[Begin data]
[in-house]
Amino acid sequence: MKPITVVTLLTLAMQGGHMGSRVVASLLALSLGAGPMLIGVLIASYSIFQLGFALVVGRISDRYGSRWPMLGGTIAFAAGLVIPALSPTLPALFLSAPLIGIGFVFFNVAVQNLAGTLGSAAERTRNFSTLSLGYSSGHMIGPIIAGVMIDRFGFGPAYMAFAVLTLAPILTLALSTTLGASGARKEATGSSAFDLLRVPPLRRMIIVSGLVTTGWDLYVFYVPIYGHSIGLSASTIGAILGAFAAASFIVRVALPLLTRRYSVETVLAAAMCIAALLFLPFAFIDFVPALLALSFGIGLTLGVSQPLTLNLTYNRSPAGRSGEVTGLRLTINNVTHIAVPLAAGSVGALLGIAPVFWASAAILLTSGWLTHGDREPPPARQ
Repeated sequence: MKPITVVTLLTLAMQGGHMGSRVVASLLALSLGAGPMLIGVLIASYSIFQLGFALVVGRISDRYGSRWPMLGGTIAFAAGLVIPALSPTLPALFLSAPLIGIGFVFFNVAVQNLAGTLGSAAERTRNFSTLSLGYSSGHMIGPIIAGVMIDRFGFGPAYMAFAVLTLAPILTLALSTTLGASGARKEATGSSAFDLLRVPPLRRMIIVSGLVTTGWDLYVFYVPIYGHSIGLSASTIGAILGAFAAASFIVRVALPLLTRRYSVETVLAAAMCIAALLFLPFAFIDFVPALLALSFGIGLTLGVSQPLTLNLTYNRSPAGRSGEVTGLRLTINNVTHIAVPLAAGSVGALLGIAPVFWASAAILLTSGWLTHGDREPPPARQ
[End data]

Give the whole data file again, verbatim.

[in-house]
Amino acid sequence: MKPITVVTLLTLAMQGGHMGSRVVASLLALSLGAGPMLIGVLIASYSIFQLGFALVVGRISDRYGSRWPMLGGTIAFAAGLVIPALSPTLPALFLSAPLIGIGFVFFNVAVQNLAGTLGSAAERTRNFSTLSLGYSSGHMIGPIIAGVMIDRFGFGPAYMAFAVLTLAPILTLALSTTLGASGARKEATGSSAFDLLRVPPLRRMIIVSGLVTTGWDLYVFYVPIYGHSIGLSASTIGAILGAFAAASFIVRVALPLLTRRYSVETVLAAAMCIAALLFLPFAFIDFVPALLALSFGIGLTLGVSQPLTLNLTYNRSPAGRSGEVTGLRLTINNVTHIAVPLAAGSVGALLGIAPVFWASAAILLTSGWLTHGDREPPPARQ
Repeated sequence: MKPITVVTLLTLAMQGGHMGSRVVASLLALSLGAGPMLIGVLIASYSIFQLGFALVVGRISDRYGSRWPMLGGTIAFAAGLVIPALSPTLPALFLSAPLIGIGFVFFNVAVQNLAGTLGSAAERTRNFSTLSLGYSSGHMIGPIIAGVMIDRFGFGPAYMAFAVLTLAPILTLALSTTLGASGARKEATGSSAFDLLRVPPLRRMIIVSGLVTTGWDLYVFYVPIYGHSIGLSASTIGAILGAFAAASFIVRVALPLLTRRYSVETVLAAAMCIAALLFLPFAFIDFVPALLALSFGIGLTLGVSQPLTLNLTYNRSPAGRSGEVTGLRLTINNVTHIAVPLAAGSVGALLGIAPVFWASAAILLTSGWLTHGDREPPPARQ